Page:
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Olympic viewing guide: Can Kylie Masse pull a Maggie Mac Neil? logo 2021-07-26 Jesse Campigotto
a woman swimming in the water: Canada's Kylie Masse will bend over backwards tonight to try adding an Olympic gold to her pair of world titles. © Oli Scarff/AFP/Getty Images Canada's Kylie Masse will bend over backwards tonight to try adding an Olympic gold to her pair of world titles.

Canada now has at least one medal of each colour. Following silvers in a swimming relay and synchronized diving, swimmer Maggie Mac Neil won Canada's first gold of Tokyo 2020 last night, adding the Olympic crown to her world title in the women's 100-metre butterfly. Mac Neil was also part of the silver-winning 4x100-metre freestyle relay team the night before. This morning, reigning judo world champion Jessica Klimkait recovered from a devastating defeat in the semifinals to win her bronze-medal bout. She's the first Canadian woman to stand on an Olympic judo podium.

Canada should add to its medal count tonight and Tuesday morning as we head into Day 4 in Tokyo. Let's look at the best chances, starting with the sport that has accounted for half of the country's four podiums so far:

Can Kylie Masse pull a Maggie Mac Neil?

Like her fellow Canadian last night, Masse heads into the Olympic final of her signature event as the reigning world champion. In fact, the 25-year-old from La Salle, Ont., won the women's 100-metre backstroke at the last two swimming world championships — in 2017 and '19. She also took bronze in this event at the 2016 Olympics in Rio.

And yet, just like Mac Neil, Masse is not favoured to win. The betting odds imply it's a toss-up for gold between Australia's Kaylee McKeown and American Regan Smith, with Masse tapped for bronze and a large gap between her and anyone else.

McKeown, 20, is the world-record holder. She set it about six weeks ago at the Australian trials. As for the Olympic record, the Big Three have been playing hot potato with it in Tokyo. Masse broke the record in her heat yesterday, only to see Smith take it in hers minutes later, then McKeown topped them both a few minutes after that. Smith stole it back in this morning's semifinals, where Masse also improved on her time from the heats while McKeown came in a bit slower.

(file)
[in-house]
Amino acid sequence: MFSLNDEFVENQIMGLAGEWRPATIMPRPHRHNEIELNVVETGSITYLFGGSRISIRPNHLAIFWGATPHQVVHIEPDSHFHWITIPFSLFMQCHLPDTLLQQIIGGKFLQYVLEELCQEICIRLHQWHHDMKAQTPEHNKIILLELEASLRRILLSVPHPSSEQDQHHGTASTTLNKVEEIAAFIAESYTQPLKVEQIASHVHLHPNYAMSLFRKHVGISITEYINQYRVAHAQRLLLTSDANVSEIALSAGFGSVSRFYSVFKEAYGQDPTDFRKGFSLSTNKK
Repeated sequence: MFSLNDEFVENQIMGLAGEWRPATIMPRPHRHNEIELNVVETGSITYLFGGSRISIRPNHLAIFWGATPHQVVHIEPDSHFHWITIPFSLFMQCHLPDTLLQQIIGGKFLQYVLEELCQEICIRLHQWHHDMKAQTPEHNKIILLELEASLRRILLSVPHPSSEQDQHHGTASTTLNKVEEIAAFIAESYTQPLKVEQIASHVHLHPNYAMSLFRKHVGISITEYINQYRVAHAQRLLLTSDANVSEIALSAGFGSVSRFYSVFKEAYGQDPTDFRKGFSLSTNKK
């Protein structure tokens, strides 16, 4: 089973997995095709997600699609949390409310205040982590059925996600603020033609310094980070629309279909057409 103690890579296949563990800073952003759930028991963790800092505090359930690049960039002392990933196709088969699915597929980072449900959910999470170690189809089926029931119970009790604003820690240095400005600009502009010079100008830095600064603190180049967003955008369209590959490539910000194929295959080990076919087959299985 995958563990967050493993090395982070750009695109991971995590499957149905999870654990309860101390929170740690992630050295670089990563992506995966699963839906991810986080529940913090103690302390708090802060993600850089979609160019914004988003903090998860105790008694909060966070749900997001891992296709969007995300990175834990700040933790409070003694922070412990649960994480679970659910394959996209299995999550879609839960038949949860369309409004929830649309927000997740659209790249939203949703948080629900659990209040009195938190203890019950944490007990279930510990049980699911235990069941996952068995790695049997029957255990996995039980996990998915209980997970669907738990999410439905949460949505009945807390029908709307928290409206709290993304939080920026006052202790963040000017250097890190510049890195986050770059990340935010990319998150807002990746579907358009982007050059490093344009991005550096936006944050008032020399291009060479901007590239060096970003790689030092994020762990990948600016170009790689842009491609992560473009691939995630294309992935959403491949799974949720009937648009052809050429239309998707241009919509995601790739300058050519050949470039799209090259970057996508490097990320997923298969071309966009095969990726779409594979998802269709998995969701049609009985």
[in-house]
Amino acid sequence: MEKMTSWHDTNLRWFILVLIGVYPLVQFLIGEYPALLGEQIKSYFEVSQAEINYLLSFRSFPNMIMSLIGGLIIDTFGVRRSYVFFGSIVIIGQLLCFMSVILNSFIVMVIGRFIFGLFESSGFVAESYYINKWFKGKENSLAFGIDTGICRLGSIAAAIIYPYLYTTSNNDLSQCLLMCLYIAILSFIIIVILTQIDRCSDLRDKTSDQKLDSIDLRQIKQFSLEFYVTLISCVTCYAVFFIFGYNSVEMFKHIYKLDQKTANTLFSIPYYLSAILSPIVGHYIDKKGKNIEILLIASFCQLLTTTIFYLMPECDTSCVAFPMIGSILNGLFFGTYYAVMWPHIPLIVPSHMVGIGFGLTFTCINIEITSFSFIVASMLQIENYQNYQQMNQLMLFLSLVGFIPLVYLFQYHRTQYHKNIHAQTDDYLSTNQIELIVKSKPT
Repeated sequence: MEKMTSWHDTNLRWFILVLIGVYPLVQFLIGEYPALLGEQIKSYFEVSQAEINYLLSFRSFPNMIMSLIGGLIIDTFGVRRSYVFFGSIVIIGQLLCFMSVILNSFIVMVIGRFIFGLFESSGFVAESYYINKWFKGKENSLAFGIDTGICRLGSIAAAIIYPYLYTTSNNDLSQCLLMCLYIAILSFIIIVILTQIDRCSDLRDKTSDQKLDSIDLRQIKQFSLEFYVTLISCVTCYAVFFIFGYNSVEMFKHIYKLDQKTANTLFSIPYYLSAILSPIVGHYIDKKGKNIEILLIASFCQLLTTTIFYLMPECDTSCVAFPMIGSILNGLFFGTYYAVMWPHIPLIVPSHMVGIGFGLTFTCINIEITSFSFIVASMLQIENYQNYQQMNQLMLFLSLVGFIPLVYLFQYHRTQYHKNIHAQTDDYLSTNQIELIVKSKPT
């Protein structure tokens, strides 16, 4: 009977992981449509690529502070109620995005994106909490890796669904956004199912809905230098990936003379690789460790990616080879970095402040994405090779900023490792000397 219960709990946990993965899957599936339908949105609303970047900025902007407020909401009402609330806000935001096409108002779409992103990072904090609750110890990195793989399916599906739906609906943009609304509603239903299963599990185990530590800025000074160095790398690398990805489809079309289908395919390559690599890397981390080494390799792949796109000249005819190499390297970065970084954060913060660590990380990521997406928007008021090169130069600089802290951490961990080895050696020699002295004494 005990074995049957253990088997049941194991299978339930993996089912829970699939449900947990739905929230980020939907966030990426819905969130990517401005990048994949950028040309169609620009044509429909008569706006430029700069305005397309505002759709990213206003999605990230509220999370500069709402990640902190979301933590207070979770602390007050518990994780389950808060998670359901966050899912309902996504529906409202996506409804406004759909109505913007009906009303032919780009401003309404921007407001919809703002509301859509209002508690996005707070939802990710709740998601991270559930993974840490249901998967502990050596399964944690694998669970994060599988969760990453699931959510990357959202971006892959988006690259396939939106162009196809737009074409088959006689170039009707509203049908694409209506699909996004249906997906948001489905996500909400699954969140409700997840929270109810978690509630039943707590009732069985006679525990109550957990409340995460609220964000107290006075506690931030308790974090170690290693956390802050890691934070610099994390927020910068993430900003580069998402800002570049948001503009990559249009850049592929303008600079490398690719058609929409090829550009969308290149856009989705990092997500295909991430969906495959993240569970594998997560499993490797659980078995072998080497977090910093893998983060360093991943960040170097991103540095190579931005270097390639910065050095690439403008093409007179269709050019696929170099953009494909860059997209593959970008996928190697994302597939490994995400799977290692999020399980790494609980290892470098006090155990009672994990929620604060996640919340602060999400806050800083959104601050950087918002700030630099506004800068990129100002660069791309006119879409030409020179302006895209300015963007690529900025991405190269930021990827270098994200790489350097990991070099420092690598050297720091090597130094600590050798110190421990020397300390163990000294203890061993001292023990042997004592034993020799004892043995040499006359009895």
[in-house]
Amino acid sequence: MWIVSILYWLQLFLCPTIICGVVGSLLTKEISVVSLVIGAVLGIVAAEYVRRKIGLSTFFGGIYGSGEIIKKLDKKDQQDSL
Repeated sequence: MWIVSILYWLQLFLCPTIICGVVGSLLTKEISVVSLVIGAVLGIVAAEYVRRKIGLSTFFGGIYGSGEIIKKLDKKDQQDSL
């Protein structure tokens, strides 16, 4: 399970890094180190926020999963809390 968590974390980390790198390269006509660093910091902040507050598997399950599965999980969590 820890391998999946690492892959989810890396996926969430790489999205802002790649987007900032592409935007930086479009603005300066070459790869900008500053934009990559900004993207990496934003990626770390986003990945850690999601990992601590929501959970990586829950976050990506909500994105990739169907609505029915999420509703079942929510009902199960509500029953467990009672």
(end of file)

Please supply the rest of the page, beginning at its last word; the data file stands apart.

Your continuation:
But if we learned anything from Mac Neil's gold-medal victory last night, it's this: don't put too much stock in the times you see before the final, and the betting markets can be wrong. After placing sixth overall in 100 fly semifinals, Mac Neil was listed as just the fifth-most-likely to win gold. But she saved her best for when all the chips were on the table. Masse could be doing the same.

Bottom line: this is going to be a fierce final — one of the most competitive in the Olympics. Watch it live at 9:51 p.m. ET on the CBC TV network, which is showing all of tonight's swimming races starting at 9:30 p.m. ET. You can also stream them all live on CBC Gem, the CBC Olympics app and CBC Sports' Tokyo 2020 website.

None of the other three swimming finals tonight involves a Canadian, but two semifinals do.

Penny Oleksiak and 14-year-old phenom Summer McIntosh swim in separate races in the women's 200m semis, which start at 9:30 p.m. ET. McIntosh beat Oleksiak in this event at the Canadian trials, but Penny was faster in today's heats, placing second overall behind American star Katie Ledecky while Summer was fifth. McIntosh was coming off a fourth-place finish last night in her first Olympic final, the 400-metre freestyle.

Video: Tokyo Olympics: Canada's women continue winning streak with 1st gold, bronze medals (Global News)


Sydney Pickrem competes in the women's 200-metre individual medley semis at 10:58 p.m. ET — the last competition of the night. She took bronze in this event at the most recent world championships, in 2019. Read more about what happened in this morning's swimming heats here.

Other strong Canadian medal chances on Monday night/Tuesday morning

The Olympics always bring surprises. But these look like Canada's best podium hopes, in chronological order: